Biodiversity risk from land-cover change in terrestrial priority regions and protected natural areas in northeastern Mexico

Biodiversity risk from land-cover change in terrestrial priority regions and protected natural areas in northeastern Mexico

Protected areas (PAs), priority terrestrial regions (PTRs) and priority terrestrial sites (PTSs) are strategies for conserving natural resources. However, loss of coverage on the peripheries can lead to isolation between these conservation areas. The present study analyzed the association of the cha...

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Journal Title: Revista mexicana de biodiversidad
First author: Christian Javier Vázquez-Reyes
Other Authors: Genaro Martínez-Gutiérrez;
Arturo Mora-Olivo;
Alfonso Correa-Sandoval;
Jorge Víctor Horta-Vega;
Julio César Arriaga-Flores;
Crystian Sadiel Venegas-Barrera
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Language: English
Get full text: http://www.revista.ib.unam.mx/index.php/bio/article/view/2726
Resource type: Journal Article
Source: Revista mexicana de biodiversidad; Vol 90, No 4 (Year 2019).
DOI: http://dx.doi.org/10.22201/ib.20078706e.2019.90.2726
Publisher: Universidad Nacional Autónoma de México
Usage rights: Reconocimiento - NoComercial - SinObraDerivada (by-nc-nd)
Categories: Life Sciences --> Biodiversity Conservation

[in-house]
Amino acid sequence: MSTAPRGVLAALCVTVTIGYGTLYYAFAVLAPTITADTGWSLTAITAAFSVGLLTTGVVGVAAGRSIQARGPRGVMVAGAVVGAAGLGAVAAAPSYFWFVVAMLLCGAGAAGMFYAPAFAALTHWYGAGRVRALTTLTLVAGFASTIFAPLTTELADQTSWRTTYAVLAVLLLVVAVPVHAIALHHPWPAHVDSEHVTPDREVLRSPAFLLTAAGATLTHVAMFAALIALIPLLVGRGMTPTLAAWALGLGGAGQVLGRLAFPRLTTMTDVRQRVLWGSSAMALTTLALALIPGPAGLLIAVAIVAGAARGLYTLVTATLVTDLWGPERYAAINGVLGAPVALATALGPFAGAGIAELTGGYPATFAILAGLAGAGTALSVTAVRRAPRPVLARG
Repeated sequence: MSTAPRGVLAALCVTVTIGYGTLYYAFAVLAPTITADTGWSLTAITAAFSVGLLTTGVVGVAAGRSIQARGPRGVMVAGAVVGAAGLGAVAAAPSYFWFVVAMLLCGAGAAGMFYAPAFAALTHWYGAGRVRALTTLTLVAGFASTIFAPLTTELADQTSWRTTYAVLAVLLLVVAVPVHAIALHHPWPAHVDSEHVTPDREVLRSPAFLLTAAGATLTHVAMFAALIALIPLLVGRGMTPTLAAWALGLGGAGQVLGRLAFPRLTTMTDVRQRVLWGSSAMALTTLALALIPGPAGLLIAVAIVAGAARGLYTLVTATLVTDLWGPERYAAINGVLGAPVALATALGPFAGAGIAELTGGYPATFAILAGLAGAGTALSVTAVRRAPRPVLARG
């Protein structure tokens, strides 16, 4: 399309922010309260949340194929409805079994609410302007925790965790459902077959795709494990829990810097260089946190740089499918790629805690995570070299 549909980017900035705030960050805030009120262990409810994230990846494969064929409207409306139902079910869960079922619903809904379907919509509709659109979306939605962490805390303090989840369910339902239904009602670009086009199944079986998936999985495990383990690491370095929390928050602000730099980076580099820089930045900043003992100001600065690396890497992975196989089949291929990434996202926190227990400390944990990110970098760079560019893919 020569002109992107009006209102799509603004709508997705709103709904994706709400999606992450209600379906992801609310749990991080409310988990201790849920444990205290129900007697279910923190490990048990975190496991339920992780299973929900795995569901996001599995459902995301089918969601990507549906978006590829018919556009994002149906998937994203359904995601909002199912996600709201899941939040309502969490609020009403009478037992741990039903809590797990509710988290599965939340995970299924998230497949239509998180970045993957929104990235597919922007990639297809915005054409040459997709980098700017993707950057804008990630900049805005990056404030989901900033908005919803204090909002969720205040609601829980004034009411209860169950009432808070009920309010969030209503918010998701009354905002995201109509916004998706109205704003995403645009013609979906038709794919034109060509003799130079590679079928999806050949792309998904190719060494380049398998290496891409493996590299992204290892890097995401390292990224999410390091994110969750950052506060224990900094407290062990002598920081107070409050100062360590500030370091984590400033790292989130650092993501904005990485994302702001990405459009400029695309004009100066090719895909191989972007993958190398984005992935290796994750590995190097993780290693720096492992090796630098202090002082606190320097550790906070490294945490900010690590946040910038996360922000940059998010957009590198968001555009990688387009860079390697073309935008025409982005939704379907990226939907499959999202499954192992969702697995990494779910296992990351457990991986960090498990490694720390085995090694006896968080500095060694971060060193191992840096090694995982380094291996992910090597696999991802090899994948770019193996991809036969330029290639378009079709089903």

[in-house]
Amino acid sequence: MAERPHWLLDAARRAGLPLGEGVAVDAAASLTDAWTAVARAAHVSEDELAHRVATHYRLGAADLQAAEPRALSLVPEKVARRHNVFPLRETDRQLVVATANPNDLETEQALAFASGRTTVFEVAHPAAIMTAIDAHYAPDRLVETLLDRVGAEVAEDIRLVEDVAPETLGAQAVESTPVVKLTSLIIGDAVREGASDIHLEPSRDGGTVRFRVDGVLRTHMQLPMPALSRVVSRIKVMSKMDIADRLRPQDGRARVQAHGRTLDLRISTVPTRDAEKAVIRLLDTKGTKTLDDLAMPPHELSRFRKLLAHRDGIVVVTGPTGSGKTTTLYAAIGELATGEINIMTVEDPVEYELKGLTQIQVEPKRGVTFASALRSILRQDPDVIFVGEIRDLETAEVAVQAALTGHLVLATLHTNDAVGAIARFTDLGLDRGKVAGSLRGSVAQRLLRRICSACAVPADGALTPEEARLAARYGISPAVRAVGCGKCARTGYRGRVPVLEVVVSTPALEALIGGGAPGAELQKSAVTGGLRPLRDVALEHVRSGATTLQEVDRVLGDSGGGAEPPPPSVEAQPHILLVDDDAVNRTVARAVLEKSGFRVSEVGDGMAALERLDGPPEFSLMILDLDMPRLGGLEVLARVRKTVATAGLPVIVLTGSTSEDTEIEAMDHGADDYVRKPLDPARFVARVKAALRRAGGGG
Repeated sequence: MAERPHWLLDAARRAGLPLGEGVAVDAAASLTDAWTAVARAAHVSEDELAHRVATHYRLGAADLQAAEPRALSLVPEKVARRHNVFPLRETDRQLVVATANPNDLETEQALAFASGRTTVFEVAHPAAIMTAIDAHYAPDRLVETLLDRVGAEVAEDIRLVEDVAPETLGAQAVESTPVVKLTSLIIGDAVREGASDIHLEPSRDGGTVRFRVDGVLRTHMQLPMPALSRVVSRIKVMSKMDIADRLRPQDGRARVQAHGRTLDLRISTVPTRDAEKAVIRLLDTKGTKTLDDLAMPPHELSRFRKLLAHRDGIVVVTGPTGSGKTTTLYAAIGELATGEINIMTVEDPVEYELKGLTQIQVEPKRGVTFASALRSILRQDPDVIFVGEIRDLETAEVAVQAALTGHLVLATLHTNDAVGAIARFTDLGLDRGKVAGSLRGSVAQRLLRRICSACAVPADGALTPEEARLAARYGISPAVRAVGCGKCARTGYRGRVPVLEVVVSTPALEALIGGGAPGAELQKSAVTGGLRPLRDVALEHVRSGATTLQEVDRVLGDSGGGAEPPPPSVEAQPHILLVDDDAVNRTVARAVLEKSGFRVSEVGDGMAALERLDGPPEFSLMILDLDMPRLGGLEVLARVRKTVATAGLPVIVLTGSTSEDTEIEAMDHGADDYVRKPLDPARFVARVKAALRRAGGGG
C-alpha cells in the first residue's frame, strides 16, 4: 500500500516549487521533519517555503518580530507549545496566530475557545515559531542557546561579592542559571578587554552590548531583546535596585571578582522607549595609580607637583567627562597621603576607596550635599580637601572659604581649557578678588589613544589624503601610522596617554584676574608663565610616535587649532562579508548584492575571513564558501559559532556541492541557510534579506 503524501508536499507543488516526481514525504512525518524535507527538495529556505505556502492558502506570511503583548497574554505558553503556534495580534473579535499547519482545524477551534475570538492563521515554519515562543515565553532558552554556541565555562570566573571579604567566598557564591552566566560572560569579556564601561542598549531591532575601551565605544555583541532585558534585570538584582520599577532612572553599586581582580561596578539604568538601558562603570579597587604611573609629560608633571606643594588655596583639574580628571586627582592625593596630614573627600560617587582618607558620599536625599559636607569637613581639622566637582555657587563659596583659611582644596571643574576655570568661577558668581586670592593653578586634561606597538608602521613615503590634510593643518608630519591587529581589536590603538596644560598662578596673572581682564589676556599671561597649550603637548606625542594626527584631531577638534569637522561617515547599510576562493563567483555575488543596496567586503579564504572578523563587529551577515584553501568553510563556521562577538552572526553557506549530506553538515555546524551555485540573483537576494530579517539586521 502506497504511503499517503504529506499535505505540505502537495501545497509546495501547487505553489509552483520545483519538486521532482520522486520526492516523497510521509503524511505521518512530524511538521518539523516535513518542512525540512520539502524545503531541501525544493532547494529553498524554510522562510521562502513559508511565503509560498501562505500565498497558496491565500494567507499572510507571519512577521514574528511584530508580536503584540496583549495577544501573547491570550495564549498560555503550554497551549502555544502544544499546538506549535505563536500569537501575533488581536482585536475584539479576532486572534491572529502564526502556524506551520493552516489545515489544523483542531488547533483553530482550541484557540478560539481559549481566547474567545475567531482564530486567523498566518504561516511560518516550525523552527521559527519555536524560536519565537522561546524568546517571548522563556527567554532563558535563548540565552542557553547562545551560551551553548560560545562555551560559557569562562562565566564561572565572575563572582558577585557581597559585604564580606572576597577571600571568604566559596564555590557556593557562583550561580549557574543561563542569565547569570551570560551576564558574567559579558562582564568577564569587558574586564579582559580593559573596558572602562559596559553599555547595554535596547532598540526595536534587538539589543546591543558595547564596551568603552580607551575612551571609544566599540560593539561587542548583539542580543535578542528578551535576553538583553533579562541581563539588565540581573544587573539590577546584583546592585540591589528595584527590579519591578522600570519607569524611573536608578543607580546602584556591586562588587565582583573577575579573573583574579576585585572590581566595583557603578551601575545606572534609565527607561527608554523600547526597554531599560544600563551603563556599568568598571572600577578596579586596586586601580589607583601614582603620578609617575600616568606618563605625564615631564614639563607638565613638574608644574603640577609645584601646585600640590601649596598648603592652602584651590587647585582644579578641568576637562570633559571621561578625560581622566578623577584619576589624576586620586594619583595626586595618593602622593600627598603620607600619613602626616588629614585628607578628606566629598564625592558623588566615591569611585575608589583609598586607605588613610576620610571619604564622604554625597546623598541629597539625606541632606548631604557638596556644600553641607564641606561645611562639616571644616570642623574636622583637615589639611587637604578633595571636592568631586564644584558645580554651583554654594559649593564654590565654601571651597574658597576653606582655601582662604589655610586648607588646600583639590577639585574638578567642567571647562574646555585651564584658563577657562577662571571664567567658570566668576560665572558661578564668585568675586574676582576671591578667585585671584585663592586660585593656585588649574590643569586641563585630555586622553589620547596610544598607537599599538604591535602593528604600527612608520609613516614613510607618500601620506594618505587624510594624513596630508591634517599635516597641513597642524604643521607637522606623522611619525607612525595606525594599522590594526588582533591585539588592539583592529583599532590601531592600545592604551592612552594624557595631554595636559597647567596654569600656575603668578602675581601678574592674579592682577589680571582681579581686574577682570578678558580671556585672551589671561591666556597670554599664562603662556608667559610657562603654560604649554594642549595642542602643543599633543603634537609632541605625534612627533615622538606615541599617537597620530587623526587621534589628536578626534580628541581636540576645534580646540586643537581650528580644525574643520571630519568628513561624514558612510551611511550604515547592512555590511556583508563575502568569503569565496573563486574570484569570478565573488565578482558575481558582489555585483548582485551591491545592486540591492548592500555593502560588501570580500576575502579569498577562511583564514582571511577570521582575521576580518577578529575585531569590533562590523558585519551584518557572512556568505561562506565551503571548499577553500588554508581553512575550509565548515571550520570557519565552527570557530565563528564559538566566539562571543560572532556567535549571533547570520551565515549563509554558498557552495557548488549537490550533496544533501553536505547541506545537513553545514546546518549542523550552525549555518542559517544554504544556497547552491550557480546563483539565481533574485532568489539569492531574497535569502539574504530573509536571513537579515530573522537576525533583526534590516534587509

Abstract: Protected areas (PAs), priority terrestrial regions (PTRs) and priority terrestrial sites (PTSs) are strategies for conserving natural resources. However, loss of coverage on the peripheries can lead to isolation between these conservation areas. The present study analyzed the association of the change of coverage inside and outside 2 PAs, 5 PTRs and 128 PTSs in Tamaulipas with the richness and geographic distribution of 5 species groups (strict, semiaquatic and tolerant hydrophiles, as well as gastropods and pteridophytes in 3 periods (1986, 2002 and 2011). In addition, we identified areas with similar species composition and socioeconomic-environmental factors related to the change in coverage. The highest richness and geographic distribution of aquatic plants occurred outside the conservation areas, while the greatest richness of ferns and gastropods was present inside them. The greatest loss of coverage occurred outside the El Cielo Biosphere Reserve and the Sierra de Tamaulipas PA. The loss of native cover increased in the last 30 years and is greater outside the conservation areas, therefore is necessary to propose and implement strategies to reduce the isolation of these areas.